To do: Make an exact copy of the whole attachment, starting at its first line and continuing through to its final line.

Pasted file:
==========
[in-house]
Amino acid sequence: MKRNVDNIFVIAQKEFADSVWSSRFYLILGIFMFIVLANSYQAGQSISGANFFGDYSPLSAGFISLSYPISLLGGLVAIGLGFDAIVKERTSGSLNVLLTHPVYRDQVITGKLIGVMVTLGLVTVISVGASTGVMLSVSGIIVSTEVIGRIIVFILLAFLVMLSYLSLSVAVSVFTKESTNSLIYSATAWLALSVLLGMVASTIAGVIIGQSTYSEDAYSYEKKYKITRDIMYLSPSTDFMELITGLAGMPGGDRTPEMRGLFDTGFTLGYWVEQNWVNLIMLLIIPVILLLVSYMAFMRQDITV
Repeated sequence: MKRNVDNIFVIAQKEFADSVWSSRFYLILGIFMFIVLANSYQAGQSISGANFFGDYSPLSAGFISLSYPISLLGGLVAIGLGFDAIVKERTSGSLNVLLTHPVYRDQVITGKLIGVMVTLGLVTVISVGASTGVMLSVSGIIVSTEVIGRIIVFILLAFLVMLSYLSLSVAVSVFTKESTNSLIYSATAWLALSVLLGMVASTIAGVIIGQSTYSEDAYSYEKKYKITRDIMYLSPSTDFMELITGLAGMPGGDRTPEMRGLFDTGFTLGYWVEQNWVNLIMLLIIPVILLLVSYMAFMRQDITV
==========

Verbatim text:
[in-house]
Amino acid sequence: MKRNVDNIFVIAQKEFADSVWSSRFYLILGIFMFIVLANSYQAGQSISGANFFGDYSPLSAGFISLSYPISLLGGLVAIGLGFDAIVKERTSGSLNVLLTHPVYRDQVITGKLIGVMVTLGLVTVISVGASTGVMLSVSGIIVSTEVIGRIIVFILLAFLVMLSYLSLSVAVSVFTKESTNSLIYSATAWLALSVLLGMVASTIAGVIIGQSTYSEDAYSYEKKYKITRDIMYLSPSTDFMELITGLAGMPGGDRTPEMRGLFDTGFTLGYWVEQNWVNLIMLLIIPVILLLVSYMAFMRQDITV
Repeated sequence: MKRNVDNIFVIAQKEFADSVWSSRFYLILGIFMFIVLANSYQAGQSISGANFFGDYSPLSAGFISLSYPISLLGGLVAIGLGFDAIVKERTSGSLNVLLTHPVYRDQVITGKLIGVMVTLGLVTVISVGASTGVMLSVSGIIVSTEVIGRIIVFILLAFLVMLSYLSLSVAVSVFTKESTNSLIYSATAWLALSVLLGMVASTIAGVIIGQSTYSEDAYSYEKKYKITRDIMYLSPSTDFMELITGLAGMPGGDRTPEMRGLFDTGFTLGYWVEQNWVNLIMLLIIPVILLLVSYMAFMRQDITV